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Glories of Henry V far outweigh faults

HENRY V

Adapted, directed by, and

starring Kenneth Branagh.

Now playing at the Nickelodeon.

By PETER DUNN

THERE HAS RARELY IN RECENT times been much comparison between artists of the past and present. Perhaps it is because the parallels have never run so deep: Kenneth Branagh has followed in the theatrical footsteps of Sir Laurence Olivier, culminating in his film debut as the director and star of Shakespeare's Henry V as did Olivier 45 years before him.

But both directors chose to interpret Henry V in the context of their respective eras, and so it is at this juncture that their paths diverge. Olivier constructed an uplifting drama of Henry surmounting the obstacle of an overwhelming French force, alluding to the ability of a wartorn English populace to face an overwhelming German bombardment. Branagh's interpretation of Shakespeare's play fits squarely in the cynical 80s, painting Henry more as a charming, misguided antihero.

It is an impressive debut by Branagh, but not without its flaws. He certainly has a knack for garnering strong performances from his actors, and uses lighting and camera distance to effectively set the mood. But Branagh's cutting and camera movement leave something to be desired in their lack of fluidity and transition.

Branagh seems intent on fully fleshing out the ever-shifting moods of the young king and is successful for the most part. He is both ferocious and charming in the title role, his acting never faltering. Moreover, these mood shifts are underscored by subtle use of somber lighting and punctuated by timely closeups.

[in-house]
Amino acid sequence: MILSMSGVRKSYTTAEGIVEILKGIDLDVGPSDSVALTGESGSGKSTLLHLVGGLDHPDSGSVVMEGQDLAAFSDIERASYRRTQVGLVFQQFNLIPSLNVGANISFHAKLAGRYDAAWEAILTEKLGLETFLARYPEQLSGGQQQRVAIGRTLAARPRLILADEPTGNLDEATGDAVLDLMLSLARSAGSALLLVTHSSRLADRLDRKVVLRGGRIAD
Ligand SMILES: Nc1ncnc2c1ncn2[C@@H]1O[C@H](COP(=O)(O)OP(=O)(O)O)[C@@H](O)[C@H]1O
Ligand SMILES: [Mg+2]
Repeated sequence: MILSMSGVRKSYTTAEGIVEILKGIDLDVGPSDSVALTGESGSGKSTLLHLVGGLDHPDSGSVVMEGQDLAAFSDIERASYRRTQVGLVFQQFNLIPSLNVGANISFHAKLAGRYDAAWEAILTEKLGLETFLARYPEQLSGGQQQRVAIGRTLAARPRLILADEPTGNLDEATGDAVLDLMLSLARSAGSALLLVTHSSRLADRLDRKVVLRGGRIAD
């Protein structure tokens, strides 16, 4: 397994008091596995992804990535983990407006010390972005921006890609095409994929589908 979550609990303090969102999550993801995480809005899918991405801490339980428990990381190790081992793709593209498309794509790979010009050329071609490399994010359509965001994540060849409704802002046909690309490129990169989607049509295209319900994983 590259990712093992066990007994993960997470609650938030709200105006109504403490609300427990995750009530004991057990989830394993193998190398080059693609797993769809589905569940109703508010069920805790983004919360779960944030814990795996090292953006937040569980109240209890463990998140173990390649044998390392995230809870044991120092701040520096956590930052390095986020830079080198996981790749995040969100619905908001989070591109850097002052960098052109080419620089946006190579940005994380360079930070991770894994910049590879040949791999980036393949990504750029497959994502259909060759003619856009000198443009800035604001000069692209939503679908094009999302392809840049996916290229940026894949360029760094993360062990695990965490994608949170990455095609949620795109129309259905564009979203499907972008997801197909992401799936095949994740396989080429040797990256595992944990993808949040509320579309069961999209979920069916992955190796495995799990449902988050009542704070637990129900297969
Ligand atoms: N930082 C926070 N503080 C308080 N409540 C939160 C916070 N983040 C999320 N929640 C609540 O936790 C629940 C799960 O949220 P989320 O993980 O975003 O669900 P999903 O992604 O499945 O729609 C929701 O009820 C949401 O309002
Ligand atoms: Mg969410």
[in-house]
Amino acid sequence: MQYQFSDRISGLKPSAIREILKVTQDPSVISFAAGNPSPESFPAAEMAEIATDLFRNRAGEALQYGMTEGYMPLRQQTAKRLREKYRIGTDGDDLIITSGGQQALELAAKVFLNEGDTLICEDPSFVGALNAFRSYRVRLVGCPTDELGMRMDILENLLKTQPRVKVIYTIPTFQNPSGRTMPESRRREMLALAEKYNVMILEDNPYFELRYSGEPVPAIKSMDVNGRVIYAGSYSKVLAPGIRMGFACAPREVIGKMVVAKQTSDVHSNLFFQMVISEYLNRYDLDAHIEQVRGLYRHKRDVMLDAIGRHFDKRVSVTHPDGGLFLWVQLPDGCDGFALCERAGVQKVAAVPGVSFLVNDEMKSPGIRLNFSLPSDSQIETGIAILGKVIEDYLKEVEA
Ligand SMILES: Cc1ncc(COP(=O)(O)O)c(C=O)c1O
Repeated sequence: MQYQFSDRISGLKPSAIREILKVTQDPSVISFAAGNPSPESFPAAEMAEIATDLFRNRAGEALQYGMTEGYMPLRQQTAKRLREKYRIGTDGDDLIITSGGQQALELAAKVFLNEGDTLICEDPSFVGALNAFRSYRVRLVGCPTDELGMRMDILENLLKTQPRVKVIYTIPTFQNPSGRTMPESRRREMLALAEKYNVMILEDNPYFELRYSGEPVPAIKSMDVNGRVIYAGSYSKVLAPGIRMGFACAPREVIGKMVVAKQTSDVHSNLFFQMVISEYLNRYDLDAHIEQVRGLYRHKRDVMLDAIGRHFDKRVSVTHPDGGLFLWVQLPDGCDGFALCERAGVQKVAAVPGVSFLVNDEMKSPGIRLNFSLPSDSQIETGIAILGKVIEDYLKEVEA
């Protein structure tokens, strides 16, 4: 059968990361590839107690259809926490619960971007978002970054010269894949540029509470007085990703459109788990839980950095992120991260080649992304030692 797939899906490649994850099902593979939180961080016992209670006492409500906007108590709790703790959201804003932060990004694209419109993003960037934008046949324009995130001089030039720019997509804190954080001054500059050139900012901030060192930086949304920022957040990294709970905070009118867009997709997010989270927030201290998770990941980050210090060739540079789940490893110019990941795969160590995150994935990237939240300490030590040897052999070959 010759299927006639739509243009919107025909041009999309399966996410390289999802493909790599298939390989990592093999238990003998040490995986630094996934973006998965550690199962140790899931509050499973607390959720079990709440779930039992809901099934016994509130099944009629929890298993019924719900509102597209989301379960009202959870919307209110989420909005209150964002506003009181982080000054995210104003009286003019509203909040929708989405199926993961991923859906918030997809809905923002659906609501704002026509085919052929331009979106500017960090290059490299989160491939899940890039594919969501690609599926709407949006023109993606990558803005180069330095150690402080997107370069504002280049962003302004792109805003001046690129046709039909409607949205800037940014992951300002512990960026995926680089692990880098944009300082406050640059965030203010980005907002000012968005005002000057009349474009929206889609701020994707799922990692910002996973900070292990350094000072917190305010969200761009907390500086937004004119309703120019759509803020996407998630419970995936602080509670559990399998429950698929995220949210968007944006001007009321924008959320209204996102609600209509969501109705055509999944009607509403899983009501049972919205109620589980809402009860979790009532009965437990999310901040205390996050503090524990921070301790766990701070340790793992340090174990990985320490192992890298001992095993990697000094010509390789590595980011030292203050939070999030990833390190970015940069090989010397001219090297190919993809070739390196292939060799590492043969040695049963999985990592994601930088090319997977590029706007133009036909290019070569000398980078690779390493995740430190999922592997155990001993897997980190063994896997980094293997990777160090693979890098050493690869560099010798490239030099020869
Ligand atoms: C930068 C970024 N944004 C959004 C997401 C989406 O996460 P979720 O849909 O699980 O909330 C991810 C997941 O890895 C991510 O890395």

The faults of Branagh's Henry V lie mainly in the translation of pacing from theater to film. Branagh has not solved the problems of choppiness that usually occur in such a translation, and cuts between scenes often leave the audience floundering for a few minutes before again finding firm footing. Particularly unsettling are Henry's flashbacks to earlier days with Falstaff and the other friends of his youth.

But the glories of Branagh's Henry V far outweigh its faults. The supporting cast more than live up to the standards set by Branagh's performance, each stealing a scene of his own. And the scenes just preceding and during the Battle of Agincourt, in which the vastly outnumbered English defeat the superior French forces, are tours de force of tempo and raw ferocity.

Henry's disguised meanderings through his encampment the night before the battle reveal Branagh's facility in portraying subdued tension through lighting and mise-en-sc`ene. The scene's beauty lies in Branagh's ability to also infuse high spirits through his men's unswerving loyalty despite the overcast mood of what seems a hopeless campaign. It is here that Branagh touches closest to Olivier's Henry V.

The Battle of Agincourt unleashes Branagh's full fury. Interspersing muddied, slow-motion scenes of battle with masses of arrows literally raining from the sky, Branagh conveys the appropriate chaos and madness of medieval battle. There is a sense of fate and destiny in the warriors' inability to alter what is happening around them, punctuated by Branagh's camera work and cutting.

With such a strong first outing by Branagh, the tradition of bringing Shakespearean theater to film is once again in sure hands. Time will tell if the comparisons between Branagh and Olivier are justified.